5 of 6 people found the following review helpful
EXCELLENT AND EXCEPTIONAL BACH CONCERTOS: VIKTORIA MULLOVA, OTTAVIO DANTONE, ACCADEMIA BIZANTINA,
This review is from: Bach: Concertos (Viktoria Mullova) (Audio CD)
Five CAPTIVATING Stars This 2013 Onyx Classics recording reunites award-winning violin virtuoso Viktoria Mullova, one of today's supreme Bach interpreters, and acclaimed Baroque director/keyboardist Ottavio Dantone on excellent recordings of 4 concertos that are musically scintillating, intellectually interesting in the pairing, and in two instances, exceptional. Dantone directs his Accademia Bizantina on these pieces and plays harpsichord. It's been over 15 years since Mullova gave us her excellent interpretations of Bach's violin concertos in A Minor BWV 1041 and E Major BWV 1042 performed with her own Mullova Ensemble on Bach: Violin Concertos. Now we not only get the benefit of her years of additional Bach study and performances which she says have altered her perspective, but in recent times, Mullova has switched from metal strings to Baroque-tuned gut strings and the use of a Baroque bow to heighten her transcendental Bach experiences. In addition to the customary A Minor and E Major concertos, they perform Bach's Concerto for Two Harpsichords in C Minor BWV 1060, arranged for violin and harpsichord, and Concerto for Harpsichord BWV 1053 originally in E major for harpsichord, here transcribed into a so-called "brighter" key of D major for violin. Ottavio Dantone states "this unprecedented version works very well, enriching the composition with a range of new nuances." And so it does.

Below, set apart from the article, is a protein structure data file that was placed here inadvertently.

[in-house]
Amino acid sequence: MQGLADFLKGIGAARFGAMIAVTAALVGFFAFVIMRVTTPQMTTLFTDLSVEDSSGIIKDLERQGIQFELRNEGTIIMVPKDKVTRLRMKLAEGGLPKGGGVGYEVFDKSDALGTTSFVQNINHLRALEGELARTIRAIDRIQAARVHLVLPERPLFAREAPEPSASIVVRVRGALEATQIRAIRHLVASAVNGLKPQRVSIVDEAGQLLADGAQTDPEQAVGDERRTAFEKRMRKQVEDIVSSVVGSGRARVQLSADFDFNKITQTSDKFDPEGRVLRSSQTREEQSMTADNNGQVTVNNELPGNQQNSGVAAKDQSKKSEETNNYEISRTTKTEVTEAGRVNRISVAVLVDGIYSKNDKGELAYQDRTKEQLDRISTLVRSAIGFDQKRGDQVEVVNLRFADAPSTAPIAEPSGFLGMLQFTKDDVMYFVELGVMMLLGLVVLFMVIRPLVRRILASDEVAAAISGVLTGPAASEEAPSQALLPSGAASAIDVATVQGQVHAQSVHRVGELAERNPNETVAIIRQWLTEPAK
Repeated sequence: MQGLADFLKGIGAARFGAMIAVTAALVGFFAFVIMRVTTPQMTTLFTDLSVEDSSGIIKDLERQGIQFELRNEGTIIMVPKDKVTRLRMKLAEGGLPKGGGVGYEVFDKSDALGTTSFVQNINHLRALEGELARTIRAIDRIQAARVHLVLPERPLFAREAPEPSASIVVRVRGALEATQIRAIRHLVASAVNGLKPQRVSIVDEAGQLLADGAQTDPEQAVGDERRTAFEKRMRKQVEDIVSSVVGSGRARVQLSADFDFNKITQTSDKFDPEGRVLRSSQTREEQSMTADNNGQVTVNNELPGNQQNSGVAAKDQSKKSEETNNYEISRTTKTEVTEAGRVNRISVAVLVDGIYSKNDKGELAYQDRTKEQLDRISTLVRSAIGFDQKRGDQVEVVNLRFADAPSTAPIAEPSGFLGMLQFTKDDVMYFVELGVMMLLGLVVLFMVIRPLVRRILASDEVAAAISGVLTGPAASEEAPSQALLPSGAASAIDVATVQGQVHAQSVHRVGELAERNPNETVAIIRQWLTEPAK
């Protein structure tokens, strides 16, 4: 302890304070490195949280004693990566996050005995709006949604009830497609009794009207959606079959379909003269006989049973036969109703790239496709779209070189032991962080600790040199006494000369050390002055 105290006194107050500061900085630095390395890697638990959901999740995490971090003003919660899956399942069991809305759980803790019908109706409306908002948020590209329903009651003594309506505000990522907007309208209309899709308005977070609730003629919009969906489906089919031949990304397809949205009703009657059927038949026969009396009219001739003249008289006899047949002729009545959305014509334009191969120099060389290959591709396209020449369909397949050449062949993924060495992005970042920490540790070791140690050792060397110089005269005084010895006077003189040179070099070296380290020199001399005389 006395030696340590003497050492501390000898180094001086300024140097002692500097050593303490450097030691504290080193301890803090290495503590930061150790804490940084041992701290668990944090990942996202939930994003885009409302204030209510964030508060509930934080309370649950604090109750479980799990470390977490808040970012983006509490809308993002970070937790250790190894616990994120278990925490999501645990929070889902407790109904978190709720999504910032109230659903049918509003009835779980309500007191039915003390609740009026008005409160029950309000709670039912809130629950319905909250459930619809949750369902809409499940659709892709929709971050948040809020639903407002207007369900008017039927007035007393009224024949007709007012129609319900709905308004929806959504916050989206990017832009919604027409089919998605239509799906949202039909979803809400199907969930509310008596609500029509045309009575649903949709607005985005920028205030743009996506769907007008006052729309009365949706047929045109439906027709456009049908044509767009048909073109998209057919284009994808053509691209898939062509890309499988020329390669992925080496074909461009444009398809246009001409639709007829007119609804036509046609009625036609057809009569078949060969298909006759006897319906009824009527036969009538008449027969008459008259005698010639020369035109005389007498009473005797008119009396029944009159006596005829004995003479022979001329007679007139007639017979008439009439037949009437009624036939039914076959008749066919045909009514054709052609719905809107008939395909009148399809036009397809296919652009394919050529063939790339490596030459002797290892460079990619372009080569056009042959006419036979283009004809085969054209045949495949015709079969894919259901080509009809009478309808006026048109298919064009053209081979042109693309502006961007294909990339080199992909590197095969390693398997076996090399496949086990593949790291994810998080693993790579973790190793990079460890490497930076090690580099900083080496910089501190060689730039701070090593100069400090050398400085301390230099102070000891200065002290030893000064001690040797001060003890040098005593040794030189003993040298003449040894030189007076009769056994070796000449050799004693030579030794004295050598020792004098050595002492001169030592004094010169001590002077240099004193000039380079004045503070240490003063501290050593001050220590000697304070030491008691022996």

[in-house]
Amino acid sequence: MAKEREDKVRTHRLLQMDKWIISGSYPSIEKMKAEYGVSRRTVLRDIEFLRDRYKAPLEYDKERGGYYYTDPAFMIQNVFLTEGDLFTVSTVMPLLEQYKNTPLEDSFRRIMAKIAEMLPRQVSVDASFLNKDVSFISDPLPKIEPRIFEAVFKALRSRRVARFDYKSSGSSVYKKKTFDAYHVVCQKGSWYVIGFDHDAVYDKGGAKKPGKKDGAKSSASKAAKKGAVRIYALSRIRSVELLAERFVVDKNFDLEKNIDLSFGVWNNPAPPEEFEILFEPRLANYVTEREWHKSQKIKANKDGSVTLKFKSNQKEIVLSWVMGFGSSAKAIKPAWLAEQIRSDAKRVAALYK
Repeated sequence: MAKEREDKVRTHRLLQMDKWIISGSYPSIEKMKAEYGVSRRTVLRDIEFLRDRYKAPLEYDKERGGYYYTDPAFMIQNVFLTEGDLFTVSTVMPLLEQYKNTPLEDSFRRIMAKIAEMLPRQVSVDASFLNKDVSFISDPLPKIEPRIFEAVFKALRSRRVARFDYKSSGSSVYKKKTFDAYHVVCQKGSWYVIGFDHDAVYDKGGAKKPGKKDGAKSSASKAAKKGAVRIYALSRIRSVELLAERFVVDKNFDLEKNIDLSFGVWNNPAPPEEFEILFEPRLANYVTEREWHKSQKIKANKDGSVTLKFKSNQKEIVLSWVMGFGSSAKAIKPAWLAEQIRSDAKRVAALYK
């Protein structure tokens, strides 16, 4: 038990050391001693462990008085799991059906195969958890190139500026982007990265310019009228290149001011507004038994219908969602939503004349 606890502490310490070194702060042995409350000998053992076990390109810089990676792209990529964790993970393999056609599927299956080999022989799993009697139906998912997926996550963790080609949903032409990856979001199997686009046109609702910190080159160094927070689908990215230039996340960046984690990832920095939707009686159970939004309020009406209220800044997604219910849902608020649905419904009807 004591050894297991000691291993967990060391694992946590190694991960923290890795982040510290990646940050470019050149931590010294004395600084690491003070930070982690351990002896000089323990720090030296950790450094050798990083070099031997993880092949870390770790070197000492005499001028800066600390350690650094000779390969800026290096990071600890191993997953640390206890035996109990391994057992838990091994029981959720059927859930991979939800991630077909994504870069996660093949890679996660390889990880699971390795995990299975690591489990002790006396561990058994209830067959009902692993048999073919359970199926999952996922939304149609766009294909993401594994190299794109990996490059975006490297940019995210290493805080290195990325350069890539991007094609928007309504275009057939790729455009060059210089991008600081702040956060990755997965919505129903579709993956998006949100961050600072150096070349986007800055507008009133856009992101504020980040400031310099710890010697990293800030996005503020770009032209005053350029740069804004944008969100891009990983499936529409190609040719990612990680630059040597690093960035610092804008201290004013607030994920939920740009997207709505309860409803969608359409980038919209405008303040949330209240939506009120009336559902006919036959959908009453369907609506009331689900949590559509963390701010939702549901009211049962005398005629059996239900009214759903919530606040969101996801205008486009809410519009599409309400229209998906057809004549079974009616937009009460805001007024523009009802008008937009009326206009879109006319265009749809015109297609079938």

These performances are uniformly excellent throughout, with Mullova, Dantone, and the Accademia excelling especially at the slower, lovely Adagio, Andante, and the marvelous lyrical Siliciano middle movements, but the fiery uptempo movements are no less compelling: her blazing power passages in both Allegro movements of the E Major BWV 1053 harpsichord concerto, benefiting greatly from the D Major key change, are mesmerizing, as are both of the transcribed Allegro movements of the Concerto for Two Harpsichords in C Minor, where Dantone's keyboard work shines in duo and continuo. In summary, on this recording Ms. Mullova, Sig. Dantone and the Accademia Bizantina play spirited, dynamic, nuanced, and ultimately enjoyable customary and transcribed Bach concertos which are vividly recorded. Viktoria Mullova is an artist absolutely at the top of her game and, with the prior CD recording in rare supply, going 'on the record' with these Bach recordings for posterity from her 2013 viewpoint. My Highest Recommendation. Five INSPIRED Stars!
(12 tracks; Time: 60:30. No information is given on Mullova's violin and set up, so it's assumed she's still using her 1750 Guadagnini, not her "Jules Falk" Stradivarius, with gut strings and a Barbiero baroque bow.)